For fifteen years I served in the church at the city clinical hospital No. 70 in Novogireevo. There were a lot of needs, and I did not have enough time or energy. One day, I came home being exhausted and heard the phone ringing. A woman on the phone started talking quickly, crying and persuading me to come to give the Communion to her relative. She was in a coma, at death – cirrhosis of the liver. “Come, give her the Communion or perform the Sacrament of Unction, please!” – she asked with tears, so sincerely.
– Okay. She’s a believer, isn’t she?
– No, she’s not a believer.
– How then can we give her the Holy Communion? It is impossible against one’s will …
– But she understands nothing: she’s in a coma! – she said with incredible simplicity.
The woman began to talk about the misadventures of her relative absolutely sincerely, without hiding anything: “She is an atheist and has been drinking all her life, therefore she has cirrhosis of the liver. She spoke horribly about the priests and the Church, moreover, if she found out that I was calling you, she would … Anyway, we have to take this opportunity, Father, until she regained consciousness!”
I understood that it was impossible to perform the sacrament in that case, but her begging words and fervent faith haunted my mind. I agreed to come, but I did not understand well what I would do with such a patient.
I found her all alone, abandoned by everyone. The doctors diligently cared of other patients, but no one paid attention to her. They knew me in intensive care, I served there for many years, so the nurse immediately asked: “Father, whom have you come to?” When I said the name, they pointed to the very bed, adding somehow indifferently that there was no opportunity to help. I had a little bottle of oil from a holy place’s vigil lamp with me. I could not unction her: it is a sacrament, and she was not a believer, even though she was baptized in childhood. I decided to anoint her with oil at least. I read a prayer for the sick from the euchologion, made a sign of the cross over her, anointed her and left.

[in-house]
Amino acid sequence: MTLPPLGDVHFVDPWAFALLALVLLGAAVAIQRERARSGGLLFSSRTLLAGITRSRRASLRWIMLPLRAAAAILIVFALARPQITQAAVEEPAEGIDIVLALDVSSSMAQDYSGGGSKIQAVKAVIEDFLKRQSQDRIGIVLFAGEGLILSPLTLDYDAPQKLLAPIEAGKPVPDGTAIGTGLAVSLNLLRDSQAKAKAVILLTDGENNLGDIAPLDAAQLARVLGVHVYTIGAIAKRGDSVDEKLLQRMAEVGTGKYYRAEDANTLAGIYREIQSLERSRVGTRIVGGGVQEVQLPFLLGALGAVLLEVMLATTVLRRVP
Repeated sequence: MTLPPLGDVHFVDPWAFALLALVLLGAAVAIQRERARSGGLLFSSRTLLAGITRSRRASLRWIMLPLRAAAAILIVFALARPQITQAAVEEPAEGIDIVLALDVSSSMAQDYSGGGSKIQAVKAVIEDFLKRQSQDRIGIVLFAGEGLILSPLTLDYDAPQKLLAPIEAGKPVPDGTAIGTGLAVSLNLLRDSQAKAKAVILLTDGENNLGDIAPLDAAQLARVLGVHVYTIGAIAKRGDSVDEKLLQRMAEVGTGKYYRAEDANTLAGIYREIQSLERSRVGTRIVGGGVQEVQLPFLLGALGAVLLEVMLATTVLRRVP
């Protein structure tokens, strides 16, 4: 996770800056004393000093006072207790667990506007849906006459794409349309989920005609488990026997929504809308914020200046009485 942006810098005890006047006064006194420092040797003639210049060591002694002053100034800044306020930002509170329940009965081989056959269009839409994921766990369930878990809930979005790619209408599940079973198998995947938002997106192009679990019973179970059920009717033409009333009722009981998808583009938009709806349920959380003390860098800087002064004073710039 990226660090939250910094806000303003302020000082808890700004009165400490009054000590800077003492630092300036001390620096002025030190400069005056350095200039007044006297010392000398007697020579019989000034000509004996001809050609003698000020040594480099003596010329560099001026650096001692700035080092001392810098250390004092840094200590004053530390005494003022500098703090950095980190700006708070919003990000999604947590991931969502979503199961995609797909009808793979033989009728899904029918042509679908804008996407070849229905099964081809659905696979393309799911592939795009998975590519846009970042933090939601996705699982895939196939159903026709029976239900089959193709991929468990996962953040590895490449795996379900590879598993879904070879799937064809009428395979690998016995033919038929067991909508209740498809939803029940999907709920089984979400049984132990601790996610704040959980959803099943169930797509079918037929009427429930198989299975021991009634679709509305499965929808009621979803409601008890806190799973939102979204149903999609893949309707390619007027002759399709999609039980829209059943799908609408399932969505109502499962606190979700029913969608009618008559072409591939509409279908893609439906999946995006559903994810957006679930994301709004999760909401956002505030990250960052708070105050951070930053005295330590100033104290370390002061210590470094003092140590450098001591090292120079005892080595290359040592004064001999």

The next day this woman called me again. She thanked me, and I heard from her voice that she was very calm. I thought: “She probably died. Now, most likely, she will ask me to serve commemoration service. ” But the conversation turned in the most unexpected for me way.
– Could you come to give her the Communion? She regained consciousness and asked that a priest be brought to her: she wants to repent.
I was completely amazed.
– Is she in intensive care now?
– No, she was transferred to the ordinary ward.
I came. You can imagine how shocked I was when I saw her, yesterday’s patient with no chance of recovery, standing in front of me in the hallway. She greeted me friendly and said that she was waiting for me. Then she began to tell me that after she came to, she learned from the doctors about my recent visit. Then she asked to call me in order to talk and, if possible, partake of the Communion. I took her confession, and it was a surprisingly sincere remorse of a person who was entangled in life.
A week later, I returned to her again. She partook of the Holy Communion again, and then she was discharged. Then the woman who called me with a request to help told me: her relative went to church for a year, read the Gospel, was ill, of course, but often partook of the Holy Communion and prayed tirelessly. Liver cirrhosis did not go anywhere, but the Lord gave her a one-year reprieve – time for repentance. They lived in a different area, far away, so after three meetings at the hospital, I did not receive any more news about her … until the day I was asked to serve commemoration service over her.
Such stories are a great consolation for those who have despaired of bringing a loved one to God. I confess that I did not have much faith in the healing of the sick when I came to her with the oil. But, perhaps, it was the faith of her relative – a simple, sincere, childishly naive woman – that gave her a chance for salvation. Faith without thousands of “buts” by which we sometimes just block the path for the Lord.